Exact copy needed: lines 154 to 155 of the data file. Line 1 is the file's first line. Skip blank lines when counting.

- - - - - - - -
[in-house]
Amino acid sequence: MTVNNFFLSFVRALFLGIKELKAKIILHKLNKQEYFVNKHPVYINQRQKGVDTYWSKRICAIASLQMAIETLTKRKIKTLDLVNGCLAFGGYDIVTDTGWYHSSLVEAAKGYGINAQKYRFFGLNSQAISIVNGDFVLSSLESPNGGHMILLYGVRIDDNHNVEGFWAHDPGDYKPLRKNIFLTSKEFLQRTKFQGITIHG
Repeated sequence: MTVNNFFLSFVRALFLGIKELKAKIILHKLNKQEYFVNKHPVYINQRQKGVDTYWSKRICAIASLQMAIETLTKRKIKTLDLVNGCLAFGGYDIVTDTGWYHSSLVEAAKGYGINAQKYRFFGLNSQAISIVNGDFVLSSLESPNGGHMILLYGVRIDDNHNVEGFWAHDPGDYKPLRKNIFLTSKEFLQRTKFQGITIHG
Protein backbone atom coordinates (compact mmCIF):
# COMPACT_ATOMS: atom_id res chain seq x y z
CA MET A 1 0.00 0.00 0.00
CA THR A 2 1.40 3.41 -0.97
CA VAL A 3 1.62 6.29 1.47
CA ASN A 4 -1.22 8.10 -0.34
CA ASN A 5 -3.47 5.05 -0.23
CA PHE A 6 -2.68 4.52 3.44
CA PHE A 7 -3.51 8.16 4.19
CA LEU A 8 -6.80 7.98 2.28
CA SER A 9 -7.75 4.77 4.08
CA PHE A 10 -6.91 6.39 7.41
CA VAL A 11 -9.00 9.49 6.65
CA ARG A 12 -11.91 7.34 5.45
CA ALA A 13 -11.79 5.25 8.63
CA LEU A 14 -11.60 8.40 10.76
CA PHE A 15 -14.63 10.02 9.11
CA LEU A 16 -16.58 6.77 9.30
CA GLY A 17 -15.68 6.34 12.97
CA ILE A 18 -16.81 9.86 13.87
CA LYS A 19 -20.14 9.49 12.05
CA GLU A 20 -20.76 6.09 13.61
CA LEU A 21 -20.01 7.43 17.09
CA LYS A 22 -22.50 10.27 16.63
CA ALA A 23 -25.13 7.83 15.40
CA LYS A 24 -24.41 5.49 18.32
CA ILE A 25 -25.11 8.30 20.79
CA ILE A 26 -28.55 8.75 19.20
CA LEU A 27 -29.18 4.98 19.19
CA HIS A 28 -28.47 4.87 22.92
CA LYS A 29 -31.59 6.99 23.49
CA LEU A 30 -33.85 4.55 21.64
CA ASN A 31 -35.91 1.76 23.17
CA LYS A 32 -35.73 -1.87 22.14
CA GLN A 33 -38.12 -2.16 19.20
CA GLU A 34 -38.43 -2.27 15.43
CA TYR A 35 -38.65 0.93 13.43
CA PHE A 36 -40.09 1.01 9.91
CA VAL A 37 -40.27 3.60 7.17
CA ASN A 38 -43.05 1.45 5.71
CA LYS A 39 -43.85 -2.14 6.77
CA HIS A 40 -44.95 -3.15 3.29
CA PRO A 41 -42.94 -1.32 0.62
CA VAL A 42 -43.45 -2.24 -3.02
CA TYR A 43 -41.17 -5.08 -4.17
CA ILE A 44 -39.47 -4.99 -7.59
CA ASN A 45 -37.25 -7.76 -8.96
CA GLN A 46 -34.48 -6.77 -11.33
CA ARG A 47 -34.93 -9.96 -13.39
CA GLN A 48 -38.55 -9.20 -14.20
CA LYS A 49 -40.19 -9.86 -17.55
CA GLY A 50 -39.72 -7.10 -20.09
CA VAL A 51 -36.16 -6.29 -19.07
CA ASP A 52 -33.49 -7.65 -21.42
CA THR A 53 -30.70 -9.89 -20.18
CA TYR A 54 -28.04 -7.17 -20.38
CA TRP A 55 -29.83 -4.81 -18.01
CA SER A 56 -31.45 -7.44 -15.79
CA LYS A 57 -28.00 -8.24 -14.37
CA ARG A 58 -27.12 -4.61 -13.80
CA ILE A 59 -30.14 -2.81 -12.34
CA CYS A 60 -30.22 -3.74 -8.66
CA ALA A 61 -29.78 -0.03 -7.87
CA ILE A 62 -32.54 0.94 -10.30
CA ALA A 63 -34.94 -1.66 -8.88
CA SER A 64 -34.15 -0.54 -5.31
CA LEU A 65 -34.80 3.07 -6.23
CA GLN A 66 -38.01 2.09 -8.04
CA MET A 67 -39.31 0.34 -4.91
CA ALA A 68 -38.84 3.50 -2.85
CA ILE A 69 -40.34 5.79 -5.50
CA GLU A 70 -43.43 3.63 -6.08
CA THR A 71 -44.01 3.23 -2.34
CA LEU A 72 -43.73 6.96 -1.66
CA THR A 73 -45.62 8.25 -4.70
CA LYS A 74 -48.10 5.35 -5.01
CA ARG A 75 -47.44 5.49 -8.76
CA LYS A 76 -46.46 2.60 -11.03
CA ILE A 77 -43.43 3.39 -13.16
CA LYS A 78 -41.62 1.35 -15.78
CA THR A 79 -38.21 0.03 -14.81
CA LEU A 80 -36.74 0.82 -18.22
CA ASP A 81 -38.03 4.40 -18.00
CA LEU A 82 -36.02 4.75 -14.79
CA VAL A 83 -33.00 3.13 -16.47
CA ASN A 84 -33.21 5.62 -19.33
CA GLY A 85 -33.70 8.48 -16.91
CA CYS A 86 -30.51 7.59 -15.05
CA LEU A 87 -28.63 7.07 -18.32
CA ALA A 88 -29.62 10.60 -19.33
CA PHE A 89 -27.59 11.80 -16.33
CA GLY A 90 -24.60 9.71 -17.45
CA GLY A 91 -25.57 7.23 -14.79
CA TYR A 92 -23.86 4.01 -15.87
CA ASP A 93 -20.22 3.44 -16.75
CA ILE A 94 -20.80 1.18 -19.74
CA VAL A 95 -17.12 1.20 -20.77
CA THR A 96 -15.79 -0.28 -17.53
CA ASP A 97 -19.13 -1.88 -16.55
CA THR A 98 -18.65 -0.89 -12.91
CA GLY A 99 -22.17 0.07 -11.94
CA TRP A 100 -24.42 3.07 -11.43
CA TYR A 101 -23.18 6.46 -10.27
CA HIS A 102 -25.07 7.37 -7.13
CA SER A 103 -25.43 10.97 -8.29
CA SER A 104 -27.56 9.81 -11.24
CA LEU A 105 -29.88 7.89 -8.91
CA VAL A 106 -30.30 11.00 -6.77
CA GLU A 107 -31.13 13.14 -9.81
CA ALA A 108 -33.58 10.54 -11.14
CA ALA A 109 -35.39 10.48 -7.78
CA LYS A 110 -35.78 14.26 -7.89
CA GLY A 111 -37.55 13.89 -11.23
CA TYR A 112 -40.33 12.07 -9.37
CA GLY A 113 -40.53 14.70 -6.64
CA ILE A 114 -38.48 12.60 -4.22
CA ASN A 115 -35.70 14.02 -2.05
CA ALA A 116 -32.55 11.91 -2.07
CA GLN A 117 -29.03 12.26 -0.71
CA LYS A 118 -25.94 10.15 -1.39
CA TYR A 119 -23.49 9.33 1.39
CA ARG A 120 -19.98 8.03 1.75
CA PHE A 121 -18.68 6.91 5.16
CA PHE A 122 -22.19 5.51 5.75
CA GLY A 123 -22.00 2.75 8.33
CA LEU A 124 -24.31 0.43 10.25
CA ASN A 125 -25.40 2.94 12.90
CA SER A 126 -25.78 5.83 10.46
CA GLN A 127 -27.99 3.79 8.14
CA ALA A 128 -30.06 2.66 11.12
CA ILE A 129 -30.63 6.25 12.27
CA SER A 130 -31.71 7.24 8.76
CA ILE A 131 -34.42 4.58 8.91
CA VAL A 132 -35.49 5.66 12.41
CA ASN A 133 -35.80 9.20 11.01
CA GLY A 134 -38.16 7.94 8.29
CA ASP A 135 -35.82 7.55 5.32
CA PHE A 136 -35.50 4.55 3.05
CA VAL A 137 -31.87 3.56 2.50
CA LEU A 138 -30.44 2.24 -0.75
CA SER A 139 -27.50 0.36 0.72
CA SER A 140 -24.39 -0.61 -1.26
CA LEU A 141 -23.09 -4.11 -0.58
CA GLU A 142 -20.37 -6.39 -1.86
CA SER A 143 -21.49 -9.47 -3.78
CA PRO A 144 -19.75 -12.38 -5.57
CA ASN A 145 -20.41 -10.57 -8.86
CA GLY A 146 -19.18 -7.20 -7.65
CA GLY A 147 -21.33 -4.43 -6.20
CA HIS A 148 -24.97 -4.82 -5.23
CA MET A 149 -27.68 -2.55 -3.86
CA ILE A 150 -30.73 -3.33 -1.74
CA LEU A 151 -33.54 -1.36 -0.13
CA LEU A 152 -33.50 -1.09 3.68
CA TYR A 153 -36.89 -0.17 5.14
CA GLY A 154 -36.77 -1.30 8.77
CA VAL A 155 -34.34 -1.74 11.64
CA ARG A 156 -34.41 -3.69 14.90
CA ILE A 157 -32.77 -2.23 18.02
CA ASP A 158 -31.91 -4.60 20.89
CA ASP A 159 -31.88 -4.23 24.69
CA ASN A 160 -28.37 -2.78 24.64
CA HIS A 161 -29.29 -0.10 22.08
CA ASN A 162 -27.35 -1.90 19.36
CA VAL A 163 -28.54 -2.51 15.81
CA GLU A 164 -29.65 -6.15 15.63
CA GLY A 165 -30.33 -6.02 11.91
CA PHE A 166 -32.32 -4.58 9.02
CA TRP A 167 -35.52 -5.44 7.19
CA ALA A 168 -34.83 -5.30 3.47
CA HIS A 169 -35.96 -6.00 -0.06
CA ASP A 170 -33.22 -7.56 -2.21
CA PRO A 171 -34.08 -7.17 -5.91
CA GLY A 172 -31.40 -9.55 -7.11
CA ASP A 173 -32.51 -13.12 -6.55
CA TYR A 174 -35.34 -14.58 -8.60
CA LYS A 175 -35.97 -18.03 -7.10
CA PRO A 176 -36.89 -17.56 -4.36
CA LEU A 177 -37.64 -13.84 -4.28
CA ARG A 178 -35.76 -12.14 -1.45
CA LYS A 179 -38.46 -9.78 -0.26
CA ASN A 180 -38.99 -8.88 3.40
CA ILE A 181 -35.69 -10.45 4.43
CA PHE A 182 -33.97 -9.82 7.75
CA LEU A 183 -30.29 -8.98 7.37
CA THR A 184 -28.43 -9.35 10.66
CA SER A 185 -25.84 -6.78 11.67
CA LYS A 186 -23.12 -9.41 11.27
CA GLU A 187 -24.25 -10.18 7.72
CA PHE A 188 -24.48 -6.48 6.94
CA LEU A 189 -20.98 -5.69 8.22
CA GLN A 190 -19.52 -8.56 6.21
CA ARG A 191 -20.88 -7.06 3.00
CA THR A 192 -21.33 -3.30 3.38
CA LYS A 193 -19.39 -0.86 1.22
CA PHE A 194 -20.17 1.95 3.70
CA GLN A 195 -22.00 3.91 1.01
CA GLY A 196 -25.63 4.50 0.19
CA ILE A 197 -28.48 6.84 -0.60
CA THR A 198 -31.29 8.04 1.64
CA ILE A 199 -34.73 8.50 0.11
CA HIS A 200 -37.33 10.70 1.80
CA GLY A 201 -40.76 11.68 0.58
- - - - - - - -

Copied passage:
CA MET A 149 -27.68 -2.55 -3.86
CA ILE A 150 -30.73 -3.33 -1.74